The problem is not the fires — it’s the fuel

Five times in the past eight months, the George Town landfill has erupted into flames, propelling noxious plumes of poisonous smoke into the nostrils and lungs of unfortunate Cayman Islands residents and visitors.

The periodic conflagrations send Cayman fire crews scrambling across the face of Mount Trashmore to snuff out burning material and douse deep-seated hot spots with water. While our firefighters have managed, so far, to win each individual battle, they cannot be expected to maintain control forever over more than 1 million tons of combustible refuse, stacked more than 80 feet in the air.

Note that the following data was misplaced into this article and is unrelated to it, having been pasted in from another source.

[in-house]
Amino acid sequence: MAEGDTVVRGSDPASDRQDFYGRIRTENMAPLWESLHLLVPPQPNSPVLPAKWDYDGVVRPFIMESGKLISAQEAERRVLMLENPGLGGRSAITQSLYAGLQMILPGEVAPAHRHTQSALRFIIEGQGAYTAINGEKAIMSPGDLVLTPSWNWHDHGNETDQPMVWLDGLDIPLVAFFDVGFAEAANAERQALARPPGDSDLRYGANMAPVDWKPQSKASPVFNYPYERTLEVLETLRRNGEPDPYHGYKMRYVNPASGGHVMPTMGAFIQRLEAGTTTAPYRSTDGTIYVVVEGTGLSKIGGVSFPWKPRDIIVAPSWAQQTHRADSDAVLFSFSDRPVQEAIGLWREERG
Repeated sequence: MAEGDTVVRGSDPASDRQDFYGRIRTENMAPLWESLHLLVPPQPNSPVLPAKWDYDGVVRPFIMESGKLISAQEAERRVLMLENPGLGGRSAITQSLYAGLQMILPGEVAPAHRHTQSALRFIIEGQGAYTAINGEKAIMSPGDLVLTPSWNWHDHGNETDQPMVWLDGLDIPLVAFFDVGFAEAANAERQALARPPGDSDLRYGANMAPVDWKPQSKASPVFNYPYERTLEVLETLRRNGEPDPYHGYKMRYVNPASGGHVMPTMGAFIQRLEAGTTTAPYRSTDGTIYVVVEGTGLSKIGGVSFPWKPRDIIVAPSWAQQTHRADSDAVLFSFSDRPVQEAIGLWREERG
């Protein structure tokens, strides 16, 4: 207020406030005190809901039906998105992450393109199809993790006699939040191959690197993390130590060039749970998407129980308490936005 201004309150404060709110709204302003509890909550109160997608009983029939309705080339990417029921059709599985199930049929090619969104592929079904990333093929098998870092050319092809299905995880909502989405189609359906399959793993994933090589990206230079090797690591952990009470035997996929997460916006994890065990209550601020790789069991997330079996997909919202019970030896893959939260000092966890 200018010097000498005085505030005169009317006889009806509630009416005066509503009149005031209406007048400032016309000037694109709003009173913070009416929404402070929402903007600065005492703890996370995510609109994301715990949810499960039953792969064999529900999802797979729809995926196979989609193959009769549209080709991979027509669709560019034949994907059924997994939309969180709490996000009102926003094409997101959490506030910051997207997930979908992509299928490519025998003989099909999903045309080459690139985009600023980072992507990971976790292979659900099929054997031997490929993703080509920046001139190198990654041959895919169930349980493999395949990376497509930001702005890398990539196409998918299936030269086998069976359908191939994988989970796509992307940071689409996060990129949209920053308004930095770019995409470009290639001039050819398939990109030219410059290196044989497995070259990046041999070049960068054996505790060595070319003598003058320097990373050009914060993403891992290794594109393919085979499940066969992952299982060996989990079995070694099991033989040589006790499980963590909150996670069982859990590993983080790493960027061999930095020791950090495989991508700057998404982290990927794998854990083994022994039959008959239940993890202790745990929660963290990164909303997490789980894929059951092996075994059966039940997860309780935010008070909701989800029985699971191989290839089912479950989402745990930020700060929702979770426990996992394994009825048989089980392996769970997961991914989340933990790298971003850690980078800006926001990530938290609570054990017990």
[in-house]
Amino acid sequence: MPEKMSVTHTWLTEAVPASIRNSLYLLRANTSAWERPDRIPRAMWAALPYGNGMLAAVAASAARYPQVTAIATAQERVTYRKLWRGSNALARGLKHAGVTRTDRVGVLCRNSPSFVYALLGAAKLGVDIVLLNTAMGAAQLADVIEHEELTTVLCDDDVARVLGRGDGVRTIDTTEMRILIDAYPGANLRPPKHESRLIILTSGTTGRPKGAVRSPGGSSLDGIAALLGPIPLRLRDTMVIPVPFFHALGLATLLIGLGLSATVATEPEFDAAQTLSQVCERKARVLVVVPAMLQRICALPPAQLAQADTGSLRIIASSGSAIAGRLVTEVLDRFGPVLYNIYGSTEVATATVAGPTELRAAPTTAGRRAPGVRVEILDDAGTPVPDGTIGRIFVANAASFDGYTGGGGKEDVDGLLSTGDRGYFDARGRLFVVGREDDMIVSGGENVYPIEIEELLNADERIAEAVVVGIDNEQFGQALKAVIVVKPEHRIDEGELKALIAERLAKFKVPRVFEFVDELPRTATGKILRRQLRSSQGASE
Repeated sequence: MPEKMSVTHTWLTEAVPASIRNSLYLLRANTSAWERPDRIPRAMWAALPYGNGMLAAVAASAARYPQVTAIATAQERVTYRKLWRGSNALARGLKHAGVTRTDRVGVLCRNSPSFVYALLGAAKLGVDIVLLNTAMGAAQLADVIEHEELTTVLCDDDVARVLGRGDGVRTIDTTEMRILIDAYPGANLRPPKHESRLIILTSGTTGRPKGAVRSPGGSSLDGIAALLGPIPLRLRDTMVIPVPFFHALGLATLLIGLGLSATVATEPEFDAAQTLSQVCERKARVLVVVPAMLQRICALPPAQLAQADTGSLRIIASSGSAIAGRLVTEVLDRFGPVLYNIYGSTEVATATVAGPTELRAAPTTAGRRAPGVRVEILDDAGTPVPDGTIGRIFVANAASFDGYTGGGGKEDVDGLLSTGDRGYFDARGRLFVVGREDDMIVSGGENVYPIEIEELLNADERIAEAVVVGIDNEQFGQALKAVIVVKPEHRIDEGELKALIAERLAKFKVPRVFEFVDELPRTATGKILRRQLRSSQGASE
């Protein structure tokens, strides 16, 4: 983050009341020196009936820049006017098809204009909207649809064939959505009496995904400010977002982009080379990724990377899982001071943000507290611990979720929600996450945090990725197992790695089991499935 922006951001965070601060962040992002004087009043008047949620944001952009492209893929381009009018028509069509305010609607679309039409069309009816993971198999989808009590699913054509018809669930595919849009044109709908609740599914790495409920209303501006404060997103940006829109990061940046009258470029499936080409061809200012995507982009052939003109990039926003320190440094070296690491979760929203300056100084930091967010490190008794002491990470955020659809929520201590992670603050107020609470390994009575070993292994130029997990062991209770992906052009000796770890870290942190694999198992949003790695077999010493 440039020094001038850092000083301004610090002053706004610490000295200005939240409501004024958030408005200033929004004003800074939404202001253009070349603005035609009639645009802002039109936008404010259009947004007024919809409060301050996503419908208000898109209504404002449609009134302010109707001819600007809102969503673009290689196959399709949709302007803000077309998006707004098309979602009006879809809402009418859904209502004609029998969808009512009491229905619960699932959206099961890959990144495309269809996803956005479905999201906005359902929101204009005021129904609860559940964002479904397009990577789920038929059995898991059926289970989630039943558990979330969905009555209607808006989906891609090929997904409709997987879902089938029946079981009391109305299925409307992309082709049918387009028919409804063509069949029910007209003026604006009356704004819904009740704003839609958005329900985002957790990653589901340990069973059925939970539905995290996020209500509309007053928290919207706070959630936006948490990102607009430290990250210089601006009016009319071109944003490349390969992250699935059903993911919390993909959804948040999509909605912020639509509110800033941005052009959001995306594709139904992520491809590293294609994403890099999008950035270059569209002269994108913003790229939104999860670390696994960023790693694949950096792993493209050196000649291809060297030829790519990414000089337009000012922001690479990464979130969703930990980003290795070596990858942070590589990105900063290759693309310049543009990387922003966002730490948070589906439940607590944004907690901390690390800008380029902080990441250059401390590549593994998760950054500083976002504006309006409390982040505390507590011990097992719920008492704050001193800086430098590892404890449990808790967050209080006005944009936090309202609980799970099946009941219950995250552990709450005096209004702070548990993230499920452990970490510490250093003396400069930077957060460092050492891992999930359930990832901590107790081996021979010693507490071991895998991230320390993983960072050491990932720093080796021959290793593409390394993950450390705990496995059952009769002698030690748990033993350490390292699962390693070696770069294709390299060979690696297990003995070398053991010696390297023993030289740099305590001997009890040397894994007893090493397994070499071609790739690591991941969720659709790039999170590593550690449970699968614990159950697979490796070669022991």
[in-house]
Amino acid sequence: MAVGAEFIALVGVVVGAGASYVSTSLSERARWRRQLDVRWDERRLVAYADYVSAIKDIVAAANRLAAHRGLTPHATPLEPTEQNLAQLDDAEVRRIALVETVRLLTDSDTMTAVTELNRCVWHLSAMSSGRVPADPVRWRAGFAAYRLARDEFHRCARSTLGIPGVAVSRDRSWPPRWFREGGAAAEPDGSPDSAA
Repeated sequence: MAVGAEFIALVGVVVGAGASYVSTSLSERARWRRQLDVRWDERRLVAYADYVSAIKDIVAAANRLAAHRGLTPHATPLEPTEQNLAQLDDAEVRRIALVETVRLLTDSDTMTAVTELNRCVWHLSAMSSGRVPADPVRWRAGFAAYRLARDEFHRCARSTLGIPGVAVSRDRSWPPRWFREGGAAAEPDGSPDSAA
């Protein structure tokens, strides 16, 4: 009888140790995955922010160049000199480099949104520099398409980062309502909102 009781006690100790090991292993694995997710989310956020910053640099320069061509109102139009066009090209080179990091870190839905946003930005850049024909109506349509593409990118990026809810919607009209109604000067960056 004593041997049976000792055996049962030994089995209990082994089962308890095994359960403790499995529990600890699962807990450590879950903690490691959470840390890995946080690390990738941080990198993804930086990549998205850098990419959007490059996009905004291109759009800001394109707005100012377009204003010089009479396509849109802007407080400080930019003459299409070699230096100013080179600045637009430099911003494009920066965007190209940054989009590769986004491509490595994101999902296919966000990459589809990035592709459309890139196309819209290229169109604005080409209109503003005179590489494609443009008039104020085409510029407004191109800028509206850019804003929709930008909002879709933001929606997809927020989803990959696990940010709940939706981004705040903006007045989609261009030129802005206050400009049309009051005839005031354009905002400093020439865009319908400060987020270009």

Sooner or later, the law of entropy will prevail.

Although the dump fires are becoming more routine, we cannot allow them to become a matter of routine. Our perspective on the dump fires should be similar to how Californians regard earthquakes: The next one might well be “The Big One.”

The most recent blaze at the landfill is a good example. Firefighters received a 911 call Sunday morning, responded rapidly and were able to extinguish the flames within two hours. Well done — but as Acting Fire Chief Roy Grant attested, the margin between victory and catastrophe was far narrower than may have appeared.

“When we got here, it was a fairly good fire, but we surrounded it and cut it off,” he said. “It had the potential to be a major, major fire, but we had it surrounded quickly.”

The distinction — and it’s a positive one — between Cayman’s dump and California’s earthquakes is that Cayman’s disaster is self-inflicted. Made by man, it can be remedied by man as well.